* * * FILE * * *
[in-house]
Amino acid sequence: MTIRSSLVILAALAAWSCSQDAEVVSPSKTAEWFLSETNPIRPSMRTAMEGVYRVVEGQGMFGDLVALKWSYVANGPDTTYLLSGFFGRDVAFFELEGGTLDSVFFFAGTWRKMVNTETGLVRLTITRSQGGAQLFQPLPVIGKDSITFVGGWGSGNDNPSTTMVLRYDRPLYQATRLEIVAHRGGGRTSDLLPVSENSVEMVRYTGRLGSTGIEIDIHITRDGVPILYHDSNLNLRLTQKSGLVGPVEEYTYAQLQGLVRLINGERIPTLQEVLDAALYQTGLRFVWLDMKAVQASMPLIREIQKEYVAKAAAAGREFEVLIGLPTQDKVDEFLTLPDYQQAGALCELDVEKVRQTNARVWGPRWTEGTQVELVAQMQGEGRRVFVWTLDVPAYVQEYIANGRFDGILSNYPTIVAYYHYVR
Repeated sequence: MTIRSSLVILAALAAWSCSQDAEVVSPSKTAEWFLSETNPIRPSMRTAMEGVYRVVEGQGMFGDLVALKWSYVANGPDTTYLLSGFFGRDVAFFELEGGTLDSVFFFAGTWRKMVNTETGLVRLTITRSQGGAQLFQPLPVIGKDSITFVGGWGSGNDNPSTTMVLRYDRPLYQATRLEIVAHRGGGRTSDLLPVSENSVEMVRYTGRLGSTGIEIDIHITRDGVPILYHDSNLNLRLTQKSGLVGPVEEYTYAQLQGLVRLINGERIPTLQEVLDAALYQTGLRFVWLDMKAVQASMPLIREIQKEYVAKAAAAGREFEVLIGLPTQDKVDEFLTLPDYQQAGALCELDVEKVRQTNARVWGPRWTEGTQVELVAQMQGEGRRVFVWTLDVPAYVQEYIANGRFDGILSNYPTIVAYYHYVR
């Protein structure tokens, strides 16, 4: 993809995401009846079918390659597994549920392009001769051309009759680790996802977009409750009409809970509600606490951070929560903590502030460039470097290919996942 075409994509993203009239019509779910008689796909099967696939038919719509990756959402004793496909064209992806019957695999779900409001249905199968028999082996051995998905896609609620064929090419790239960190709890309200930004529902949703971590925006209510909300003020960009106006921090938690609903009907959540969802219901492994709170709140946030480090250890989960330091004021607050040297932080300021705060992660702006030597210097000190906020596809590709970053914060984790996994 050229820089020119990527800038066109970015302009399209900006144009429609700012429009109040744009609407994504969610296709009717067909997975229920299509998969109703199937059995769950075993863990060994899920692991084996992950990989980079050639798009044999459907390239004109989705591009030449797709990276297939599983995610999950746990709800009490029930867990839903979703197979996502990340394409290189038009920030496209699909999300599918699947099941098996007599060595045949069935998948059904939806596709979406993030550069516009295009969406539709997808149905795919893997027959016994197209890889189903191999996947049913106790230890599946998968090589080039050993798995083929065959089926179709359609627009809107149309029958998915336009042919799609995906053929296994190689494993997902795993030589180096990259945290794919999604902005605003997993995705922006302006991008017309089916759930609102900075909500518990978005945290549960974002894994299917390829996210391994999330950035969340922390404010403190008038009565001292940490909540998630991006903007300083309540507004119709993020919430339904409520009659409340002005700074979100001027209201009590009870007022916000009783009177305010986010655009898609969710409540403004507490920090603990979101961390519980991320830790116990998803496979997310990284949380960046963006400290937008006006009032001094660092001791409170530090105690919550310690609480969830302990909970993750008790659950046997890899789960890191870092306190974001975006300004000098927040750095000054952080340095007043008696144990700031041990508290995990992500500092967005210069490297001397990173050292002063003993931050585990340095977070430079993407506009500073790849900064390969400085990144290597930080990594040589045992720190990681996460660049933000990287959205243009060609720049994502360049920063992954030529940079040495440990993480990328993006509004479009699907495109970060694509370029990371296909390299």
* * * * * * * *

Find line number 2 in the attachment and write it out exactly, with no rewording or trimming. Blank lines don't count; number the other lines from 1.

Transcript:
Amino acid sequence: MTIRSSLVILAALAAWSCSQDAEVVSPSKTAEWFLSETNPIRPSMRTAMEGVYRVVEGQGMFGDLVALKWSYVANGPDTTYLLSGFFGRDVAFFELEGGTLDSVFFFAGTWRKMVNTETGLVRLTITRSQGGAQLFQPLPVIGKDSITFVGGWGSGNDNPSTTMVLRYDRPLYQATRLEIVAHRGGGRTSDLLPVSENSVEMVRYTGRLGSTGIEIDIHITRDGVPILYHDSNLNLRLTQKSGLVGPVEEYTYAQLQGLVRLINGERIPTLQEVLDAALYQTGLRFVWLDMKAVQASMPLIREIQKEYVAKAAAAGREFEVLIGLPTQDKVDEFLTLPDYQQAGALCELDVEKVRQTNARVWGPRWTEGTQVELVAQMQGEGRRVFVWTLDVPAYVQEYIANGRFDGILSNYPTIVAYYHYVR